Column: Son-in-law worthy of admiration
We oldsters enjoy our idle time, and whenever a few of us gather, we love to talk of family, philosophy and the latest local, national and international news. Yes, discussion gets a little heated whenever the talks turn to politics. But so far, we all walk away friends and look forward to our next gathering. It is quite obvious that there is never a winner in political debates.
The other day, we asked around the gathering whom they admired the most in the world. I had to think long and hard about whom I admire the most. And I came up with quite a surprise, and the more I think about it, the more I am convinced I have chosen the right one for my adulation and respect.
My No. 1 admired and respected person in all the world is our son-in-law, Dr. Jon Wilsdorf of Rolla, Mo. My attention to this highly admired person is prompted by what this young man has endured for nearly eight years.
We first met Jon when our daughter, Merilee, dated him in college at Creighton University in Omaha, Neb. He was an impressive young man way back then and had his goals set high: to finish his undergraduate degree and go right into dentistry at Creighton.
We watched with eagerness his matriculation through this grueling training. We were so proud of him when he graduated as a doctor of dentistry and when our daughter, Merilee, received her master’s degree.
They were married then, and Dr. Jon bought into a dental practice in Rolla. He was extremely successful as a family dentist, had hundreds of patients and eventually owned the practice.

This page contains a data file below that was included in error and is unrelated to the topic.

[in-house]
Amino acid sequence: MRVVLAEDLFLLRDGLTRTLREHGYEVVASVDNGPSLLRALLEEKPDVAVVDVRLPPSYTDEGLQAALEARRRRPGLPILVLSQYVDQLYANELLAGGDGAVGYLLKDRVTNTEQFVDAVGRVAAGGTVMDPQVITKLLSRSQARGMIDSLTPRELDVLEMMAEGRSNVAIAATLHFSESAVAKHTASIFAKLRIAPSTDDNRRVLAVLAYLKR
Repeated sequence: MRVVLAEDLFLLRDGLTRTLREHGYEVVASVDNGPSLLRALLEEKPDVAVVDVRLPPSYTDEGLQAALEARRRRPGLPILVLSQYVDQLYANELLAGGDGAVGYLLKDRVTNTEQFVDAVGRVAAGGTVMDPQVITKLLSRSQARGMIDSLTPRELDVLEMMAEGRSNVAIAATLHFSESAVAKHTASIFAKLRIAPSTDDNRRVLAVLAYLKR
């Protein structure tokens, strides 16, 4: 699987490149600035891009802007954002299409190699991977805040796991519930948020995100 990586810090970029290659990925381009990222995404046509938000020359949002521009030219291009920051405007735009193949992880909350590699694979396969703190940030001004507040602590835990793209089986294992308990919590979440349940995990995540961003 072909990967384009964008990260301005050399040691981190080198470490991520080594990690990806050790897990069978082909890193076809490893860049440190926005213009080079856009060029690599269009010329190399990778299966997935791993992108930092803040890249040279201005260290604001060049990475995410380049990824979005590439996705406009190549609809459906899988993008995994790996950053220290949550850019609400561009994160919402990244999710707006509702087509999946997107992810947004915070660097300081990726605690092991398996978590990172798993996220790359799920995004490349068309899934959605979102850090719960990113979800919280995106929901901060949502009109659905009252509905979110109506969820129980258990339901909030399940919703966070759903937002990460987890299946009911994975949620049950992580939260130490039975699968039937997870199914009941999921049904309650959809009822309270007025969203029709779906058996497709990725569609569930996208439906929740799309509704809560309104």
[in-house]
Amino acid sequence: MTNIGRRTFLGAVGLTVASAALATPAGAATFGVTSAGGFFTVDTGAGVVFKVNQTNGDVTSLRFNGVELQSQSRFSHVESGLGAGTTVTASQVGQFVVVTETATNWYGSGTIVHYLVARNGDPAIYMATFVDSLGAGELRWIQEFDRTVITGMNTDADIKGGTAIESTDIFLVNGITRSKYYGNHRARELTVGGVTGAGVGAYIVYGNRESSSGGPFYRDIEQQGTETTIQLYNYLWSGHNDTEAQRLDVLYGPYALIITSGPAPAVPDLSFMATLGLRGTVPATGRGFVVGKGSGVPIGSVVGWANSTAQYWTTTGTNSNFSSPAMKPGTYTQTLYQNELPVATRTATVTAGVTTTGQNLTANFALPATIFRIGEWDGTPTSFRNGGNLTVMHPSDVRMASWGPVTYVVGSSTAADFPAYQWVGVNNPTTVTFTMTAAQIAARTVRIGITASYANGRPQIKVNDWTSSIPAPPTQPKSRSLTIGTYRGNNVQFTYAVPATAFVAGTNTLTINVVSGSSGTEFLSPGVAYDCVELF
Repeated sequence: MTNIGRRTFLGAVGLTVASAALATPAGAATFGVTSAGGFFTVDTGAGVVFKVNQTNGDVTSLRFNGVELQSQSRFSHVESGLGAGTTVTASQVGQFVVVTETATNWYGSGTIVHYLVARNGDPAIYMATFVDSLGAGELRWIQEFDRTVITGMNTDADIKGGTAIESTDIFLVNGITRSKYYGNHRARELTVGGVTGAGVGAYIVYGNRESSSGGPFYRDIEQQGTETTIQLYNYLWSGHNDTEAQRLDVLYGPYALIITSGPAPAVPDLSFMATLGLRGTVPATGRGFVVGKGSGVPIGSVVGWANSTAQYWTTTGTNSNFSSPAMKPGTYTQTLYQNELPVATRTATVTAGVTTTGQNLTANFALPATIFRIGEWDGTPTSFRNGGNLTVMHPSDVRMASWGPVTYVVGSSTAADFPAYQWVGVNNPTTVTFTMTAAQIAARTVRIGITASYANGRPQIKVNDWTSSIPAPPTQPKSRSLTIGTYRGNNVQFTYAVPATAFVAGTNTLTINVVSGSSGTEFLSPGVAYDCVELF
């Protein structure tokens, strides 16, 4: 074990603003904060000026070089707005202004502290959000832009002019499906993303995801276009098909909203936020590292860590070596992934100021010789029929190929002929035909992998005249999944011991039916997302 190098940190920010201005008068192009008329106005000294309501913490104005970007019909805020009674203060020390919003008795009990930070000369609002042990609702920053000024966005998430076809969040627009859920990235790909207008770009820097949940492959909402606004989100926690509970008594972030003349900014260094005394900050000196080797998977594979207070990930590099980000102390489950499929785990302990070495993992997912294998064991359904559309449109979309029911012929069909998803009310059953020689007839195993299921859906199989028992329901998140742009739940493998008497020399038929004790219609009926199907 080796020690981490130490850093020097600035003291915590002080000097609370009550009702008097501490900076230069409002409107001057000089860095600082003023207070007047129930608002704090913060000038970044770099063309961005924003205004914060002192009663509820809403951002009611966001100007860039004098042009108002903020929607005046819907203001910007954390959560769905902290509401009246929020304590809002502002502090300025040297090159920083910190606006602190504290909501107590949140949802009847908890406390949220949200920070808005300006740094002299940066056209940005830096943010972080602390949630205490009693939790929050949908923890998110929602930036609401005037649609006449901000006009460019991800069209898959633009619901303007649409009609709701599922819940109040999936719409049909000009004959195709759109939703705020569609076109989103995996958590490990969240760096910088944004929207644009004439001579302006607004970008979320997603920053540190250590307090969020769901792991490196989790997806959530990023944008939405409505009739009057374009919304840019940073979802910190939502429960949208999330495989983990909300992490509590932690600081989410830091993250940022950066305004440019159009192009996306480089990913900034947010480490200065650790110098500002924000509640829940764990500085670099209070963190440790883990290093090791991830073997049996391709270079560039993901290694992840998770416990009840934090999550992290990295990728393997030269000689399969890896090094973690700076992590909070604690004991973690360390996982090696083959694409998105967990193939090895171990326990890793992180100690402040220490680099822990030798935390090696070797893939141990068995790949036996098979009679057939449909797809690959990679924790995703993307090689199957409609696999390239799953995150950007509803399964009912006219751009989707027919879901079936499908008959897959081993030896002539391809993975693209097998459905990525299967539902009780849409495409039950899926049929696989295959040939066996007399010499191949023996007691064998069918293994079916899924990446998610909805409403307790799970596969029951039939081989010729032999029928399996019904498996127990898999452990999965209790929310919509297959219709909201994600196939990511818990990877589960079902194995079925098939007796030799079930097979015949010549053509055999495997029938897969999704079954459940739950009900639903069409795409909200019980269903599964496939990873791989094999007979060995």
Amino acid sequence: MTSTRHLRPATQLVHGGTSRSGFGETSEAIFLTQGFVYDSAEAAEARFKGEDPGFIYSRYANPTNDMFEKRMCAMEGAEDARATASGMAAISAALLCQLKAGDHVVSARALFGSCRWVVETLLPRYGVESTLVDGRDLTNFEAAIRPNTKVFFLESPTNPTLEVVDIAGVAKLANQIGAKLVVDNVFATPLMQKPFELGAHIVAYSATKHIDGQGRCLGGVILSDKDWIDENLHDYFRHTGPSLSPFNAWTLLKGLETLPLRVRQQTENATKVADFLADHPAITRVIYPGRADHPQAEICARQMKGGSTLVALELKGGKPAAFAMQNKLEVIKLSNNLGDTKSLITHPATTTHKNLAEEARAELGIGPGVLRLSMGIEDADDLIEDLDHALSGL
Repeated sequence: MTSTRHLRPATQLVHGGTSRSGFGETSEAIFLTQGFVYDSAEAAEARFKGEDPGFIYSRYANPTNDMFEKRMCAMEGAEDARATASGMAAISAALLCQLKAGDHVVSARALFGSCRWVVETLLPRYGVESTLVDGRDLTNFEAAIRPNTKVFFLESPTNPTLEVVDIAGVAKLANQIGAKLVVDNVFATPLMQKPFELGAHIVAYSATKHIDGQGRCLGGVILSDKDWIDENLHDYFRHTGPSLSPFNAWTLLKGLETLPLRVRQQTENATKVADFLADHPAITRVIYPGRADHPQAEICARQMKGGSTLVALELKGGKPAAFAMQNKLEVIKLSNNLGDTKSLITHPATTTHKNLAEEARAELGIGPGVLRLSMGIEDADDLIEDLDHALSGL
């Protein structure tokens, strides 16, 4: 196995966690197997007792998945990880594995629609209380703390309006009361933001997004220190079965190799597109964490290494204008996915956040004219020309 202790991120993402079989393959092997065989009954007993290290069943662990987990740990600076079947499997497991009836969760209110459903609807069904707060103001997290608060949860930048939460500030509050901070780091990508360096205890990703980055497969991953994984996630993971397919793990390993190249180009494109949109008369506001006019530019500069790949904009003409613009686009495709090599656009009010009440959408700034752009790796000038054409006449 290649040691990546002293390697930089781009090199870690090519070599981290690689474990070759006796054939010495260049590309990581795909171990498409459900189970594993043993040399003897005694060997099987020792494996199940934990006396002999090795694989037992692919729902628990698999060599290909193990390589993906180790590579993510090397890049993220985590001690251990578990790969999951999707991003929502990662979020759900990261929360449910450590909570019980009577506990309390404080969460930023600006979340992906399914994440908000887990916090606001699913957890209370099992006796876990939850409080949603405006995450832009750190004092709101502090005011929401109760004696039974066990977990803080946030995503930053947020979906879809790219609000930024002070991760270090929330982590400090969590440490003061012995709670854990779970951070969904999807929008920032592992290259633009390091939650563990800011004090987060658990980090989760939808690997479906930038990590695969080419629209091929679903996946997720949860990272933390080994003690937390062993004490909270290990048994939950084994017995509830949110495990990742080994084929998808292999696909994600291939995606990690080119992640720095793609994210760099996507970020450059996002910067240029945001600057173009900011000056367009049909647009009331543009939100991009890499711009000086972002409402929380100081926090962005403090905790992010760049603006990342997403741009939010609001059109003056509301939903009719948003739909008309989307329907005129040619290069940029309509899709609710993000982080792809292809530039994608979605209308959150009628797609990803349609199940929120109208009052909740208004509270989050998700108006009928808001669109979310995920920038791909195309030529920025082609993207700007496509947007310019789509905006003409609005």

Things went well for 17 years and two sons. Merilee had a great job as a professor at the University of Missouri Rolla, and life was good until the night of Halloween 2005, when Dr. Jon suffered a massive stroke. He was rushed to Barnes-Jewish Hospital in St. Louis. Dr. Jon had experienced a massive brain aneurism, and the outlook was grim.
But divine intervention prevailed. Jon came under the care of the world-renowned neurosurgeon Dr. Ralph Dacey, who saved Jon’s life by removing a vein from his right lower arm, lifted his skull, opened up the carotid artery and bypassed this errant vein holding the aneurism. It was too late to ward off paralysis, so Jon was left without the use of his right arm and will always limp with partial paralysis of his lower right leg.
But we are not done. Jon had to undergo two more brain surgeries to mend more aneurisms. That still wasn’t enough. He also had to endure the insertion of two stents.
Through it all, this fine young doctor has the most upbeat personality, with an unmatched humor that keeps us all in stitches. And that is the reason he is the one I most admire in the world.
Gerald “Jerry” Krueger is a retired educator, coach, commercial pilot and farmer. Write him at americannews@aberdeen
news.com. His column publishes Mondays.